September 2016
Volume 57, Issue 12
Open Access
ARVO Annual Meeting Abstract  |   September 2016
A novel mouse model of hyperoxia-induced retinopathy that mimics pathognomonic features of severe retinopathy of prematurity (ROP) in humans
Author Affiliations & Notes
  • Paul G McMenamin
    Anatomy and Developmental Biology, Monash University, Melbourne, Victoria, Australia
  • Rachel Kenny
    Anatomy and Developmental Biology, Monash University, Melbourne, Victoria, Australia
  • Cecilia Naranjo Golborne
    Anatomy and Developmental Biology, Monash University, Melbourne, Victoria, Australia
  • Jeremiah Lim
    Optometry and Vision Sciences, University of Melbourne, Melbourne, Victoria, Australia
  • Bang V Bui
    Optometry and Vision Sciences, University of Melbourne, Melbourne, Victoria, Australia
  • Footnotes
    Commercial Relationships   Paul McMenamin, None; Rachel Kenny, None; Cecilia Naranjo Golborne, None; Jeremiah Lim, None; Bang Bui, None
  • Footnotes
    Support  Jean and Julias Tahija Foundation, National Health and Medical Research Council of Australia
Investigative Ophthalmology & Visual Science September 2016, Vol.57, 6260. doi:
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      Paul G McMenamin, Rachel Kenny, Cecilia Naranjo Golborne, Jeremiah Lim, Bang V Bui; A novel mouse model of hyperoxia-induced retinopathy that mimics pathognomonic features of severe retinopathy of prematurity (ROP) in humans. Invest. Ophthalmol. Vis. Sci. 2016;57(12):6260.

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      © ARVO (1962-2015); The Authors (2016-present)

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Abstract

Purpose : The popular ‘oxygen-induced retinopathy’ mouse model (75% oxygen between postnatal days 7-12 [P7-12]) has been extensively used to study the vascular changes in the retina that result from exposure to hyperoxia followed by a return to room air. However, in this model the retina and its vasculature assumes normal morphology after 5-6 weeks. The aim of the present study was to develop a mouse model of hyperoxia-induced retinopathy that reproduced important key clinical, functional, histological and vascular features of untreated severe ROP in humans.

Methods : C57Bl/6J mice exposed to 65% oxygen from P0-7 mice (n=75) were investigated clinically using fluorescein angiography, optical coherence tomography (OCT), and electroretinography (ERG) at various time points between 3 weeks (w) to 40w. Histopathology, frozen section immunostaining and wholemount lectin staining of the retinal vasculature was undertaken at 3w, 5w, 8w, 20w and 40w. Controls (n=59) were exposed to normal air.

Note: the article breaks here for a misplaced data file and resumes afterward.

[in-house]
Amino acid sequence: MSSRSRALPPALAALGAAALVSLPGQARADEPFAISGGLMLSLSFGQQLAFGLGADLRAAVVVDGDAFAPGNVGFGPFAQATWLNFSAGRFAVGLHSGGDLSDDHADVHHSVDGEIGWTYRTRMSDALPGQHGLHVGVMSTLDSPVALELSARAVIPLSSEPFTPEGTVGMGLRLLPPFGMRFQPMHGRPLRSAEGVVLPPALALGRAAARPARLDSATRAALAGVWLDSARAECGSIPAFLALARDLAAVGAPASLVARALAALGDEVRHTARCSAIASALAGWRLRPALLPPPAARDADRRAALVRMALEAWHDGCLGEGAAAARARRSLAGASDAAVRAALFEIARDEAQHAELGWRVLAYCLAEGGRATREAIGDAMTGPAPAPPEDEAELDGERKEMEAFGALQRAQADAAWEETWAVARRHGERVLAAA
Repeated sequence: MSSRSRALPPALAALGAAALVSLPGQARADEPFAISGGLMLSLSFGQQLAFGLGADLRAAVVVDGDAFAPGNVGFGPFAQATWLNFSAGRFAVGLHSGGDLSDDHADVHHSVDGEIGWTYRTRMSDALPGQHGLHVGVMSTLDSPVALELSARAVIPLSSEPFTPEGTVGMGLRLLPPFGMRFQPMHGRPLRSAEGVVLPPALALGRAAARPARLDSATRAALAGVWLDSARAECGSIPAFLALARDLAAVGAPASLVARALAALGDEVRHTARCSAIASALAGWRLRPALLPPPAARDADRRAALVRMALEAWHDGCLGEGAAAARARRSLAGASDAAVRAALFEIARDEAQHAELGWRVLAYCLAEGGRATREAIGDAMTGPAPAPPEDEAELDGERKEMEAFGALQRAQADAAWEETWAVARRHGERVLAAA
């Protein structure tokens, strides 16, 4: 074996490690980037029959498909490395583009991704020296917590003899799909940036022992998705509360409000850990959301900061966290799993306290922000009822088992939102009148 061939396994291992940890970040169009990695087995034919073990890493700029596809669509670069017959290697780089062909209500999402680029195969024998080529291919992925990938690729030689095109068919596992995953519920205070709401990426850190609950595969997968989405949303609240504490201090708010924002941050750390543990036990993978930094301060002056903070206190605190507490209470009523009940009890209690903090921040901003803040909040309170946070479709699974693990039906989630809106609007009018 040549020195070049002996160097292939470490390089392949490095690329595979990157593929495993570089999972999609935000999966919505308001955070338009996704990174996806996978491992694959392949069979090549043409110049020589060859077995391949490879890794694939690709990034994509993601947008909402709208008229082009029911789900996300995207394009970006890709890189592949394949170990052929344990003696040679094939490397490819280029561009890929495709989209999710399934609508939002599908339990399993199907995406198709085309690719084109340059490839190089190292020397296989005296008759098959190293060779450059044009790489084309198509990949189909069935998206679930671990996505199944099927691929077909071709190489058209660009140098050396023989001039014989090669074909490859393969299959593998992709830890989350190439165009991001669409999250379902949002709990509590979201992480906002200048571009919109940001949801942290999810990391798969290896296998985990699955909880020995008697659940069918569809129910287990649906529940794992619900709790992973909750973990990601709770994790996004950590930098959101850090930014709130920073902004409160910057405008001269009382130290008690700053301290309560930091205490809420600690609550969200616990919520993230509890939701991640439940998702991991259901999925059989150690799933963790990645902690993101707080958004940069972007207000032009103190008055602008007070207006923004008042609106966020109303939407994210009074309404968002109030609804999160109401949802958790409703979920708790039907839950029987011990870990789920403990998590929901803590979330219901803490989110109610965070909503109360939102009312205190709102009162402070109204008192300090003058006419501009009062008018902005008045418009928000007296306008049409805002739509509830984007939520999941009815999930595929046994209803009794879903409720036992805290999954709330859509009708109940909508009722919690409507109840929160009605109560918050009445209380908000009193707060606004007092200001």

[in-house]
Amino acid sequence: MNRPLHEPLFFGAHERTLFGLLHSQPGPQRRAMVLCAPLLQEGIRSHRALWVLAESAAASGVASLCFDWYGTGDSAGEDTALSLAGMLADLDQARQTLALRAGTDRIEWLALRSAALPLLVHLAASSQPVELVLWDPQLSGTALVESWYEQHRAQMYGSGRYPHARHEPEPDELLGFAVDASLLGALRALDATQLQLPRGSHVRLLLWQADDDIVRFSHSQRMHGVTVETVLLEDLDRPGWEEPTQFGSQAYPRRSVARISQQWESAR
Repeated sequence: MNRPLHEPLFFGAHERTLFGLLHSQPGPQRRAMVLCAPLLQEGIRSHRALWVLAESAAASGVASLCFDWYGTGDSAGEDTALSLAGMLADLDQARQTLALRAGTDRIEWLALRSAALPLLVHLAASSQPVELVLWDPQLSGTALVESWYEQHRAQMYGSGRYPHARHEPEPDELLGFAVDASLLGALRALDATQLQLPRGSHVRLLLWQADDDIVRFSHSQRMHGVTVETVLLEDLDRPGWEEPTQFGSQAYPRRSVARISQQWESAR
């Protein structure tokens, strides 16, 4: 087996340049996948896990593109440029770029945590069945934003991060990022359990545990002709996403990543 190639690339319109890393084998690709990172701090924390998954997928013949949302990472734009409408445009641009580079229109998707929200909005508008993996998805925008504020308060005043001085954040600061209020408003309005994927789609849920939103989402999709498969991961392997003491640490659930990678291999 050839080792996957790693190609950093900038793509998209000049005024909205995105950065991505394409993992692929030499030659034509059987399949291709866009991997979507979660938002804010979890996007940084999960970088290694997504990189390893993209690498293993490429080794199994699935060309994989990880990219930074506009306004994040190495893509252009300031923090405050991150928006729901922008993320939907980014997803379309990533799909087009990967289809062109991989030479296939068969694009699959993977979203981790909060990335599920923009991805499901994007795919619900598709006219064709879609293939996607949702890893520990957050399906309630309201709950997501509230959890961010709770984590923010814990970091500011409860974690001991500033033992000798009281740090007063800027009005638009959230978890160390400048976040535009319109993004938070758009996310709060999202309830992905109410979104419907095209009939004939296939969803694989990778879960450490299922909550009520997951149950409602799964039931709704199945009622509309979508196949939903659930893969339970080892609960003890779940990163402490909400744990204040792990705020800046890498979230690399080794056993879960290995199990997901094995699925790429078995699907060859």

Results : At 3w, significant vitreous hemorrhages and persistence hyaloid vessels were observed in hyperoxia-exposed mice. Compared to controls, hyaloid and retinal vessels showed significantly increased tortuosity (p<0.05), which persisted until 40w. Following hyperoxia exposure retinal vascularization remained incomplete up to 40w and intraretinal capillary plexi were abnormal, particularly in peripheral zones. ERG studies showed a significant decrease in photoreceptor (a-wave), bipolar cell (b-wave), amacrine cell and ganglion cell function in P0-7 hyperoxia-exposed mice at 8w (p<0.01). All components of the ERG remain significantly attenuated at 20w of age (p<0.01); however, ganglion cell function was significantly more affected (p<0.05). Vitreal membranes associated with retinal detachments were collagen type IV+ and alpha smooth muscle actin+. Abnormal hyaloid vessels and capillaries of the tunica vasculosa lentis persisted in hyperoxia-exposed eyes upto 40w of age.

Conclusions : Hyperoxia exposure between P0-7 resulted in several long-term changes that closely resembled severe ROP in humans. This model will prove useful in testing the safety and efficacy of potential interventions in humans such as anti-VEGF therapy.

This is an abstract that was submitted for the 2016 ARVO Annual Meeting, held in Seattle, Wash., May 1-5, 2016.

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